"All the blacks" in town have food stamps, says Mississippi Rep.

Rep. Gene Alday, Republican from Mississppi, has come under fire for racist remarks involving welfare.

Rogelio V. Solis/AP
Rep. Gene Alday, a Walls Republican, stands before the entire chamber and makes his apologies for remarks he made to a newspaper about black people in his hometown, Tuesday, Feb. 17, 2015, at the Capitol in Jackson, Miss. Alday told The Clarion-Ledger newspaper in a story Sunday that in Walls, the town where he was once mayor and police chief, "all the blacks are getting food stamps and what I call `welfare crazy checks.' They don't work."

A DeSoto County lawmaker apologized Tuesday for saying that in the town where he used to be mayor, "all the blacks are getting food stamps and what I call 'welfare crazy checks.'

Rep. Gene Alday, R-Walls, delivered his apology in a 30-second speech to the Mississippi House of Representatives.

"I'm deeply sorry for my recent statements. I was wrong to say what I did, and there is no excuse for my behavior," Alday said. "I value the relationships I have made with everyone in this House. I am so sorry. I made a great mistake, and I appreciate every one of you."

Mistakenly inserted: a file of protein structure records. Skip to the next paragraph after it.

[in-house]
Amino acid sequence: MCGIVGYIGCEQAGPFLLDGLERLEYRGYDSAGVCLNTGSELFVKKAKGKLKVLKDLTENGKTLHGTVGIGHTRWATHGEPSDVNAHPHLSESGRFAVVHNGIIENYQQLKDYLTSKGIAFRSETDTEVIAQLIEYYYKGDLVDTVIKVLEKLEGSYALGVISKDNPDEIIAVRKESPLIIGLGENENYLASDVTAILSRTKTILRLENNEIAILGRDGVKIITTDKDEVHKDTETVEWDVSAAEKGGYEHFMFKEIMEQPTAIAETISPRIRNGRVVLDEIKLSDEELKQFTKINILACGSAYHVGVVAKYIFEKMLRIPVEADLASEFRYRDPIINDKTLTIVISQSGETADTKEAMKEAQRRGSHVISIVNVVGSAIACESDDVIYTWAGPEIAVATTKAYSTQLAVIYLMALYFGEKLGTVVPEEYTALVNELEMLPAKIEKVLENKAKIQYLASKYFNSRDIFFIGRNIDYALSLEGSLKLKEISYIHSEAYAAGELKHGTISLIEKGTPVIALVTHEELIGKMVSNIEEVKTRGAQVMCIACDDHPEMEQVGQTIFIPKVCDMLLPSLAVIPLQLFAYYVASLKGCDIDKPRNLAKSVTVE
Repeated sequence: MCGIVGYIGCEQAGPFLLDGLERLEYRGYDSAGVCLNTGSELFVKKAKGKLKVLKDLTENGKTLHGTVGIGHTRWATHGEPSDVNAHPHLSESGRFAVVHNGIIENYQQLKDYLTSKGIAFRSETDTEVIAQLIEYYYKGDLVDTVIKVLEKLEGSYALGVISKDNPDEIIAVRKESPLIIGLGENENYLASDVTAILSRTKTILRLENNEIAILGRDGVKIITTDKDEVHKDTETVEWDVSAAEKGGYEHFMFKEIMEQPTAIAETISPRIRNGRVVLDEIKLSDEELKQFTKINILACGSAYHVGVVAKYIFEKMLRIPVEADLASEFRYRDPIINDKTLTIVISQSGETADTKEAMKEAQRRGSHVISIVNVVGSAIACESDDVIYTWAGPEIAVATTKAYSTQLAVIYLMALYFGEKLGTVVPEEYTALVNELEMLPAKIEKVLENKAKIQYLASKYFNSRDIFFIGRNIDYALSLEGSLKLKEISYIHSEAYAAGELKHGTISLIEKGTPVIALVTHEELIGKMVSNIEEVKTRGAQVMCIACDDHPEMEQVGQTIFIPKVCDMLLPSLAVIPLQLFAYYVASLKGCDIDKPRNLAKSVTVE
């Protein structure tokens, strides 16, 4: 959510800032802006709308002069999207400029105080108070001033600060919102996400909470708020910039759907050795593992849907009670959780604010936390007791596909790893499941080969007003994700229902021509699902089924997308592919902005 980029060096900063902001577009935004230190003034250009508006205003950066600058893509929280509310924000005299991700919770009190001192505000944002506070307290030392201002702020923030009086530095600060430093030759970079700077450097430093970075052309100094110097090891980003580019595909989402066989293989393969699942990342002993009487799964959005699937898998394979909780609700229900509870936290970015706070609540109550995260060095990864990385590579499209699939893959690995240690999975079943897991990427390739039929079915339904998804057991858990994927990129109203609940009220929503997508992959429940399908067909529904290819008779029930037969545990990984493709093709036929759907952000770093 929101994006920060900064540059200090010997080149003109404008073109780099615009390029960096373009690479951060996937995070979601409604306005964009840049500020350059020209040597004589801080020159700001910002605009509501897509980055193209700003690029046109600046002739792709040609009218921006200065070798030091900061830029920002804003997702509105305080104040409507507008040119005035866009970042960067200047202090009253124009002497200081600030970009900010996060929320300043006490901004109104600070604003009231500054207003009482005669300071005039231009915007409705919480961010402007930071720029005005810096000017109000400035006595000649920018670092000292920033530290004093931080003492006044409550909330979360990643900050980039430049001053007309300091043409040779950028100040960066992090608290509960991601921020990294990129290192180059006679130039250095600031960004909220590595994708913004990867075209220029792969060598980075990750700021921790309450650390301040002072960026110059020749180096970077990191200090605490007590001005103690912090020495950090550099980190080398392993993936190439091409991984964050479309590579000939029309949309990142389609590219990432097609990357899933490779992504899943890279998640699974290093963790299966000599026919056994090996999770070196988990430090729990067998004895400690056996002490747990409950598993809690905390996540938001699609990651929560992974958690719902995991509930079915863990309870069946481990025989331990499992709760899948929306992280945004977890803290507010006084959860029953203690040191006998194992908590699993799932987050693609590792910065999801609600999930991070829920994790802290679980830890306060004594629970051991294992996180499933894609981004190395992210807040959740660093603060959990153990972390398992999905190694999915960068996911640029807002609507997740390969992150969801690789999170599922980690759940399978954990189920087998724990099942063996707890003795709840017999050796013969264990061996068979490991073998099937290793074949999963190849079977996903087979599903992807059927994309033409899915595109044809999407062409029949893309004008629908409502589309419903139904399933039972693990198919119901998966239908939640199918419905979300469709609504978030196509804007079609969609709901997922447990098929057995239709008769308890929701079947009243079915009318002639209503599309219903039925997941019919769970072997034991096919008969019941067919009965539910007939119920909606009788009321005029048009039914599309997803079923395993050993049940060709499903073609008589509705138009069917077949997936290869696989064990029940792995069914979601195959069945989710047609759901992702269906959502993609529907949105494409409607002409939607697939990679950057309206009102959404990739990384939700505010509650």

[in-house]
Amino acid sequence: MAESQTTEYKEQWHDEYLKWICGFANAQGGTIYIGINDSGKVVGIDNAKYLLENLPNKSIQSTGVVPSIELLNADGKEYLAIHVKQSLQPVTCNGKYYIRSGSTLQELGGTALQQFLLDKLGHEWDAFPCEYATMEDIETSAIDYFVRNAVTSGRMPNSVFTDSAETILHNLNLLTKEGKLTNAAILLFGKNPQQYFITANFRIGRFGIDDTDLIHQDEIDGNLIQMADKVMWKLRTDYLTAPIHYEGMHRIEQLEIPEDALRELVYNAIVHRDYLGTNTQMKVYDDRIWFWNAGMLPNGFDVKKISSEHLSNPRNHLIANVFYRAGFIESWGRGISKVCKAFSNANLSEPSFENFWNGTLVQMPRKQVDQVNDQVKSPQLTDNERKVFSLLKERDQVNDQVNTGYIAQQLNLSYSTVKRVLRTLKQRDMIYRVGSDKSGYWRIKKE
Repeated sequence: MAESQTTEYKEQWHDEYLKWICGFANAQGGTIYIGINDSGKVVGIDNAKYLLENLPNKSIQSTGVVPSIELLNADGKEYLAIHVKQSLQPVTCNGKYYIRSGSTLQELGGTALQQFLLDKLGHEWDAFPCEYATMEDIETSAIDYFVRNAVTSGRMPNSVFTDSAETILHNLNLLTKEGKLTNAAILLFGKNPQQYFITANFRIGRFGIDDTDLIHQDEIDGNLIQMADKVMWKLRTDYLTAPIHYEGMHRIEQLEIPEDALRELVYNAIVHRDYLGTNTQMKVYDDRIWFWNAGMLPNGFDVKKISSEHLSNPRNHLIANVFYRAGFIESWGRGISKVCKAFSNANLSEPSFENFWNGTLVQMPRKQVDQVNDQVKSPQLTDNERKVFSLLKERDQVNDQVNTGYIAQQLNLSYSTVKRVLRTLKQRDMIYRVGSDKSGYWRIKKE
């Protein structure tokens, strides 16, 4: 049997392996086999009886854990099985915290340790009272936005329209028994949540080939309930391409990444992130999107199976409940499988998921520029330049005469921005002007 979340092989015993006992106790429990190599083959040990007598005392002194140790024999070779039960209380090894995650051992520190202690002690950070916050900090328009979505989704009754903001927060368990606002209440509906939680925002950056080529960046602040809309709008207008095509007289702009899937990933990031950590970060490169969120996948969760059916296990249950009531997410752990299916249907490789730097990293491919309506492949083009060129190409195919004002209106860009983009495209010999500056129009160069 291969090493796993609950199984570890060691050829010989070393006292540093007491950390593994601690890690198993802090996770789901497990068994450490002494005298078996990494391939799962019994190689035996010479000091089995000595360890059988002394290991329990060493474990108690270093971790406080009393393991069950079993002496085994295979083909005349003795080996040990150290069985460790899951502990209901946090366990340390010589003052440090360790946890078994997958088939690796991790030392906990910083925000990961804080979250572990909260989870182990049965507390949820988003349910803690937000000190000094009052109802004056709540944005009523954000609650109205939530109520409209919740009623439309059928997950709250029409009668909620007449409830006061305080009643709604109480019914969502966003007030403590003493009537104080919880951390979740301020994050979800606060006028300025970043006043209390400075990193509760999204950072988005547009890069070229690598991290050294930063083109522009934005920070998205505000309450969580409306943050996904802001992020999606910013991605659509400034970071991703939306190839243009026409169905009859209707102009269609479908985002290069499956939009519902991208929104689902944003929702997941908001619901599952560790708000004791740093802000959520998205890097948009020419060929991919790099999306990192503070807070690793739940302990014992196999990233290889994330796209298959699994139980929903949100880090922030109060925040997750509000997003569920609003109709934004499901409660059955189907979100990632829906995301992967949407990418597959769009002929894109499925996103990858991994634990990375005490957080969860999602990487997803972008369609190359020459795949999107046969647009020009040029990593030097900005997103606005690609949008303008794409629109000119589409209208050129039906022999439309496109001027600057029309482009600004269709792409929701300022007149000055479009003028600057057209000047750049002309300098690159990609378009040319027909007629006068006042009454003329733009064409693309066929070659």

House members gave Alday polite applause after he spoke, and he then left the floor of the House.

The muted reaction contrasted to the backlash he received Monday, a day after The Clarion-Ledger newspaper published the story with his comments about Walls, the town where Alday was police chief and mayor before being elected to the House in 2011.

"I come from a town where all the blacks are getting food stamps and what I call 'welfare crazy checks.' They don't work," Alday was quoted by the Jackson newspaper as saying.

In the same article, he said that once when he went to a hospital emergency room for pain, "I liked to died. I laid in there for hours because they (blacks) were in there being treated for gunshots."

Gov. Phil Bryant and House Speaker Philip Gunn issued statements Monday condemning the remarks as racist. That same day, Alday said he had not intended the remarks to be published and bears no ill will toward any race, citing past actions he said he himself has taken to help black people. He said he will seek re-election and is rejecting calls for his resignation.

Robert Johnson III, D-Natchez, led a news conference Monday voicing concerns that Alday's comments could indicate racial motivations behind some policy decisions. Johnson, who is black, said Tuesday that he accepted the apology.

"I take the man at his word. I'm sure he's regretful about his comments," Johnson said. "But we are more interested in his actions. Our concern continues to be that Mr. Alday may have pulled the cover off an undertow here at the Legislature, when you look at the policies we are passing and the policies we aren't passing."


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